Campfire Audio Ara Review

From humble origins, Campfire Audio have become a tour de force in the world of personal audio. In particular, their in-ear monitors have captivated worldwide audiences for their rigorous tuning, bold designs, and commitment for perfection. Each model is hand-assembled from a small team of skilled and dedicated craftspeople in a workshop in Portland, Oregon.

Throughout the years, Campfire Audio’s strive for continual perfection has led to a series of models catering for all audiophile tastes. This year, they have released three high-end models for 2020 including: Campfire Audio Ara, Campfire Audio Andromeda 2020 & Campfire Audio Solaris 2020.

The latter two are iterations of two well-regarded in-ear monitors whereas the former Ara is an altogether new venture. This review shall be focusing on the Campfire Audio Ara which retails for $1299 placing it in the middle of the 2020 trio pricewise. The Campfire Audio Ara features 7 balanced armature drivers with T.A.E.C configuration in a universal body design.     

Campfire audio ara

The Packaging

Campfire Audio have created a seamless packaging experience with their polished theme and intricate branding. The box hosts silver speckles to simulate night stars which surround an imprint of the earphone casings. This is amidst a backdrop of rich hues of purple and green which convey the Ara theme. Overall, the clean and sharp silver lines of the border as well as Campfire Audio’s logo add an incredibly refined look to the brand.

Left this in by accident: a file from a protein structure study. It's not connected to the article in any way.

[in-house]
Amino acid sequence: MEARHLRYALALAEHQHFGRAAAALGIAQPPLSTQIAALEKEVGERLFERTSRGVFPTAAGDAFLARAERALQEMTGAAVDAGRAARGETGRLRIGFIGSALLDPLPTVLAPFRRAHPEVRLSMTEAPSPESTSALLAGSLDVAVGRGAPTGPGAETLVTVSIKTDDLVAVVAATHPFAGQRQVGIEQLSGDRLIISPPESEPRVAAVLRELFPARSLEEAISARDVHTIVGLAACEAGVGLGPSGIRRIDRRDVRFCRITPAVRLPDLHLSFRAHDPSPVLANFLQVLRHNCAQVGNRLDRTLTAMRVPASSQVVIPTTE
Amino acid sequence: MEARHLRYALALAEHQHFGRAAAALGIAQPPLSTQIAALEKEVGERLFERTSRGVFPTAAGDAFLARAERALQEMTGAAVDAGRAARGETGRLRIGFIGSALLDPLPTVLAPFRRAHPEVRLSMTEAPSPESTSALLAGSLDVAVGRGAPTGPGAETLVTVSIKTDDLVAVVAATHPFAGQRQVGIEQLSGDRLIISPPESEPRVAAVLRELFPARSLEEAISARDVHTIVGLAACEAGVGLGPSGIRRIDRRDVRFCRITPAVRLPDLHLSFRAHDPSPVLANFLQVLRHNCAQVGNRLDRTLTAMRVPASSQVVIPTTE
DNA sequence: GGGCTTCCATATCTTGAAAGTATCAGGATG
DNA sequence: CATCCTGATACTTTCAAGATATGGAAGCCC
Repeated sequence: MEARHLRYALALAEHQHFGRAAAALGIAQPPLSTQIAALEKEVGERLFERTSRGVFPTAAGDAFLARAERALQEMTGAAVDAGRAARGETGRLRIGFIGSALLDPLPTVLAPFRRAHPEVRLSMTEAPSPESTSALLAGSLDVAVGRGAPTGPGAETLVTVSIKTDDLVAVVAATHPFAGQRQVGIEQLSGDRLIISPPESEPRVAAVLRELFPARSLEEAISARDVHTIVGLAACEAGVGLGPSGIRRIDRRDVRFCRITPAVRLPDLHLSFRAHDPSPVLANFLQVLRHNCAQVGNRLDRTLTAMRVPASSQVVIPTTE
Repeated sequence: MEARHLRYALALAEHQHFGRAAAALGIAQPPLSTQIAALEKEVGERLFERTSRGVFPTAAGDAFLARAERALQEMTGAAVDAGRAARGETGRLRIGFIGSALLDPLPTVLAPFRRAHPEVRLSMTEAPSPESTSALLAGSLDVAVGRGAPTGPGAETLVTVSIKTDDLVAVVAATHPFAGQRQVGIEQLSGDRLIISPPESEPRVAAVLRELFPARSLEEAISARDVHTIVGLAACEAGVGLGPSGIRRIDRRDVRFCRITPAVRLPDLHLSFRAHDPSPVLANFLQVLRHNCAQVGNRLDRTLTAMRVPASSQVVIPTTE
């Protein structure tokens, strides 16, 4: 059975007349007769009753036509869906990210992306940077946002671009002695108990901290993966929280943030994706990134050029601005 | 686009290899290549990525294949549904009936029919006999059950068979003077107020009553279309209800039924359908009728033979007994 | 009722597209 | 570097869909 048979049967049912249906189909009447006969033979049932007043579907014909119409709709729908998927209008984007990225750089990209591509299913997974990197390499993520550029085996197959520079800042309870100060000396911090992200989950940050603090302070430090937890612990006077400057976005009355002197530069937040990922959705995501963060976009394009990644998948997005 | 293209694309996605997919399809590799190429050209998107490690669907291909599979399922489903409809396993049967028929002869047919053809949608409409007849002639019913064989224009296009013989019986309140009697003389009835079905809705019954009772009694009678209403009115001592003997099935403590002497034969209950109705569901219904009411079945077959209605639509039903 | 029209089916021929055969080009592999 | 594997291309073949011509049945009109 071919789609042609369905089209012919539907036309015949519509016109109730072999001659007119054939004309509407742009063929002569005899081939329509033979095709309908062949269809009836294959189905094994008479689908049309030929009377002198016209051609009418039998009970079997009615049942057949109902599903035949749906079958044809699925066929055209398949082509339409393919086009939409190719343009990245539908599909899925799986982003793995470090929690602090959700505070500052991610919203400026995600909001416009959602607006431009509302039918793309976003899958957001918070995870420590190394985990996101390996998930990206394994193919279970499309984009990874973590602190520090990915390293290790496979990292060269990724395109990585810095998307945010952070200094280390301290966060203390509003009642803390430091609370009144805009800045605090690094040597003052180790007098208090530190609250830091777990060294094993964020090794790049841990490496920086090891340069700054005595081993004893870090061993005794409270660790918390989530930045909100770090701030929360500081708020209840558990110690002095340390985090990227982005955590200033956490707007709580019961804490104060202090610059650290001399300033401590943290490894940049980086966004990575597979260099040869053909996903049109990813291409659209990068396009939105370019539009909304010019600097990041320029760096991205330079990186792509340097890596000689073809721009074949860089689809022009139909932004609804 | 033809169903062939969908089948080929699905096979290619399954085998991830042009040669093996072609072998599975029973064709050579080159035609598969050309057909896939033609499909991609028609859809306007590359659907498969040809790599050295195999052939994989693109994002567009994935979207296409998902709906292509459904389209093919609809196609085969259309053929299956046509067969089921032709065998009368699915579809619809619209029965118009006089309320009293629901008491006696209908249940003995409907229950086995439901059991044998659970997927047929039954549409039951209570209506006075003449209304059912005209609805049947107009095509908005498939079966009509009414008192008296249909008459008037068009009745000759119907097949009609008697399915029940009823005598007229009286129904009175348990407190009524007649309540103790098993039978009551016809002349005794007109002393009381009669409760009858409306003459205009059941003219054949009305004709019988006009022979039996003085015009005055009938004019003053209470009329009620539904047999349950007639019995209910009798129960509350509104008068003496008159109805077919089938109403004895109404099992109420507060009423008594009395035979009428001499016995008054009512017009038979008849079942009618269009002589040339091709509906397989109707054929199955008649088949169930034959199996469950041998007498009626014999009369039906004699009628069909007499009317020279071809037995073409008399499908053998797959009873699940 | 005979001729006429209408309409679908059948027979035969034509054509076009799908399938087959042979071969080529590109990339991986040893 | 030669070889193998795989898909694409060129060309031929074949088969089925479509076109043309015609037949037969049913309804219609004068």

Included within the packaging are: a selection of Final Audio tips, Campfire Audio Earphone tips, Silicone Ear Tips, a lapel pin, cleaning tool, Campfire Audio Litz cable and a cork carrying case. The sustainable cork case is made in Portugal and harvested from the outer bark of the Cork Oak Tree. The abundance of accessories, together with the well-constructed case, bear the hallmarks of a premium product.

Once the outer box sleeve is unwrapped, the inside box houses the earphones and accessories. The process feels rather reminiscent of origami and although intricate and beautifully designed can be easily susceptible to tears or scuffs.

Build & Design

The Ara is machined from Grade 2 Titanium billet and bears resemblance to their original designs. Three screws hold the faceplate in place and the aesthetics are rather industrial in nature. The Campfire Audio logo is embossed on the outer faceplate of the gun-metal body. The outer housings connect to angled black nozzle which can also be seen in the Solaris monitors. The angled MMCX connectors allow an optimal fit with the over-ear cables and can be found across all Campfire Audio monitors.  

Driver configuration

The Campfire Audio Ara incorporates a pure 7 balanced-armature (BA) driver design. Four BA drivers are used for the low frequencies, one for the midrange and two (+T.A.E.C) for the high frequencies. The ‘Tuned Acoustic Expansion Chamber’ utilizes air space to act as an acoustic resonator enabling for extension of higher frequency sounds.

The Solid Body Design is a patent-pending technology which uses tuning chambers in a ‘crossover-less’ topology. Together, with the 3D optimized acoustic construction – the Ara has been designed with a certain reference tuning in mind.